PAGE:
As a person who, as a child, survived measles, German measles, whooping cough, and chicken pox, I well remember these epidemics as well as epidemics of scarlet fever, diptheria, tuberculosis and the most frightening of these, polio. By the time I had my own family, vaccines were available for most, but still not all of these so-called childhood diseases and I was thankful for that. Then came the Salk vaccine and polio was conquered.
I, my children, and my friends with their children lined up happily for the polio vaccine. There were no anti-vax protests, just cheers that the summers to come would not bring the fear that your children could contract polio and be so paralyzed that they had to live in a machine called an “iron lung” just to breathe.
Perhaps one theory that I have read is correct, that anti vax protesters simply have no personal experience with epidemics. They know nothing about the hours spent nursing your children through fevers, sore throats, itching painful rashes, or the well named whooping cough. I can, to some extent understand that some do not know that these were not simple diseases but often had serious side effects that were fatal or they are simply incapable of relating to those fears of past years. However, most adults have themselves had to be vaccinated for these diseases before they could be registered for school so I have been puzzled by their anti-vaccination behaviour.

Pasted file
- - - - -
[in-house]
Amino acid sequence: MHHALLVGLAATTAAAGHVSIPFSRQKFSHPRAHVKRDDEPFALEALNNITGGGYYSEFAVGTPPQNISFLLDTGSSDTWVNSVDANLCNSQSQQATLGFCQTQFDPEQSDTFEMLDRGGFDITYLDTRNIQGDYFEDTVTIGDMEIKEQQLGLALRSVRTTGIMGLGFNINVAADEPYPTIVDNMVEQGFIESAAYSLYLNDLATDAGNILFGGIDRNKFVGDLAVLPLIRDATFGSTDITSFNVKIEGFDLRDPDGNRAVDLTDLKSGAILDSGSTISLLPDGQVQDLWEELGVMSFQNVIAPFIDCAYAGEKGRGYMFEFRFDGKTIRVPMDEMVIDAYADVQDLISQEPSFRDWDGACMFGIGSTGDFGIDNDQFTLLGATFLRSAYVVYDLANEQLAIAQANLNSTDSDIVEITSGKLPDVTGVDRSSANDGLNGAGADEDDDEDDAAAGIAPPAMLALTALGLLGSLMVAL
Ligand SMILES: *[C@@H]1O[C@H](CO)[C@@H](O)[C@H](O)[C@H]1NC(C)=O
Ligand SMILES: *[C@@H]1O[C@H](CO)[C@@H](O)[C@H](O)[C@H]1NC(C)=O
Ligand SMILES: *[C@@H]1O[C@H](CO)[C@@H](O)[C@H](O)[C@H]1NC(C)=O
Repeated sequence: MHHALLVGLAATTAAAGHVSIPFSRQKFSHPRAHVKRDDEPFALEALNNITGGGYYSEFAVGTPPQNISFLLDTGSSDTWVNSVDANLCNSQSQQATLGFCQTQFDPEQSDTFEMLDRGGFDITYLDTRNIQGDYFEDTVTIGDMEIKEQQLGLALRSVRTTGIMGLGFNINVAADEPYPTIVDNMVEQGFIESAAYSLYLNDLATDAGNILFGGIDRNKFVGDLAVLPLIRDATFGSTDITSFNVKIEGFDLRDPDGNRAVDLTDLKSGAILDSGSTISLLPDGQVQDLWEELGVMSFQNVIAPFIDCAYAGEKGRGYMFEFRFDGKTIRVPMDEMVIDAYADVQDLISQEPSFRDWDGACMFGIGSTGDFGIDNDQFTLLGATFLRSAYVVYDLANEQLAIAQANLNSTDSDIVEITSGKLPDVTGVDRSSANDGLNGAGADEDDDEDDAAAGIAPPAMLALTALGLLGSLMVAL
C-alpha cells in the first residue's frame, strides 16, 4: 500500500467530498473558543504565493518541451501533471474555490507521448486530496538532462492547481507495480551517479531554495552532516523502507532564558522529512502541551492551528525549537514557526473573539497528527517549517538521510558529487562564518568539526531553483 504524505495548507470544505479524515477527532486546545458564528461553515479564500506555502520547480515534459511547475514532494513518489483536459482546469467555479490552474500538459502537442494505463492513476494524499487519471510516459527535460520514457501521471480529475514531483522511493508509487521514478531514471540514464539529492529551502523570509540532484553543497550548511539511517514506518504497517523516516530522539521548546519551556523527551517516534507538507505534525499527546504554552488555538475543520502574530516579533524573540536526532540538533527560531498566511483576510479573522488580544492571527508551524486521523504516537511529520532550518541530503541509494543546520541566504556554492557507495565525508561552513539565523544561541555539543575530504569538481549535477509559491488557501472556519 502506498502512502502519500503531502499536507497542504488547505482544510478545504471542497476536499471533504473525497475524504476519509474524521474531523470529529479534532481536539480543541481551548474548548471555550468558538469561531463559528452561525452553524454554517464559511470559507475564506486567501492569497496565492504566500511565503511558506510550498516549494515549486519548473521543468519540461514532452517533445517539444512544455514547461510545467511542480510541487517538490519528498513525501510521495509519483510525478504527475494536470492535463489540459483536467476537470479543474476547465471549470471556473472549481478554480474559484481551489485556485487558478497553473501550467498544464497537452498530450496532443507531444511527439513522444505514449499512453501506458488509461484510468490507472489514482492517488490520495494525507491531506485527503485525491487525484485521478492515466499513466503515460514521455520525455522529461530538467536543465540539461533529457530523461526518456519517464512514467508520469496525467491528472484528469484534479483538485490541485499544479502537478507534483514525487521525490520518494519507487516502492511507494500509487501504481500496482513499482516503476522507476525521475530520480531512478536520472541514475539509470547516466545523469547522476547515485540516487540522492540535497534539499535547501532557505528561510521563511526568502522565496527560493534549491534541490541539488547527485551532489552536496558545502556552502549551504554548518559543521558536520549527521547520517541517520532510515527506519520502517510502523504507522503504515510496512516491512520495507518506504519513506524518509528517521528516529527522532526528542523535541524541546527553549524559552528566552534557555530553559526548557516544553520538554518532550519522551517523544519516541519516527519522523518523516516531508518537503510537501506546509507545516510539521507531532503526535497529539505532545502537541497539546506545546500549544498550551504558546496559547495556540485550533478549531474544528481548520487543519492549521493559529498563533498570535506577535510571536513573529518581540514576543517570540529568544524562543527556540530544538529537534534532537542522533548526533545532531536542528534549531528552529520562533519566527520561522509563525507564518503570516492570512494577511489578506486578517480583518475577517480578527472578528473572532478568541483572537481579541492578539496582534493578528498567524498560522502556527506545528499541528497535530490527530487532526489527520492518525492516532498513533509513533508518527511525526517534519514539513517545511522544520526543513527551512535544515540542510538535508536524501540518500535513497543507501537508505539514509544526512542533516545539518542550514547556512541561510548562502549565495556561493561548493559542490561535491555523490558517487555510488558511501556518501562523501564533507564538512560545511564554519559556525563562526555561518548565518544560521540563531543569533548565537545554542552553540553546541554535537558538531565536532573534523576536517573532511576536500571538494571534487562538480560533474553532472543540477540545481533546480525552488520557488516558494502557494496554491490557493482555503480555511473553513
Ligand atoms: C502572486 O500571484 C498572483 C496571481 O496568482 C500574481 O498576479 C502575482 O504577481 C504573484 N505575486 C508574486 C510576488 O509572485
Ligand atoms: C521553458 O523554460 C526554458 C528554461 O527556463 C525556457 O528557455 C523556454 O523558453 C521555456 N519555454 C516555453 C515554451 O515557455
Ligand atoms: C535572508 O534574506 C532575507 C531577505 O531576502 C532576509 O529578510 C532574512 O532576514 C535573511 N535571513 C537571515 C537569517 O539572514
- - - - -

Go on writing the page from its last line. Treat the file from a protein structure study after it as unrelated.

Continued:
But when I read that some claim that being denied entrance to public places unless vaccinated is denying them the freedom that our veterans fought for, I am no longer bewildered by this anti-vaccination behaviour but feel downright angry. I am married to a veteran of WWII and the Korean War and have known many veterans and you can take this statement as a fact. Our veterans volunteered to go to war to fight against tyranny and for their country. The pettiness and the lack of any understanding of what happened under a fascist racist government that murdered over six million people is beyond belief.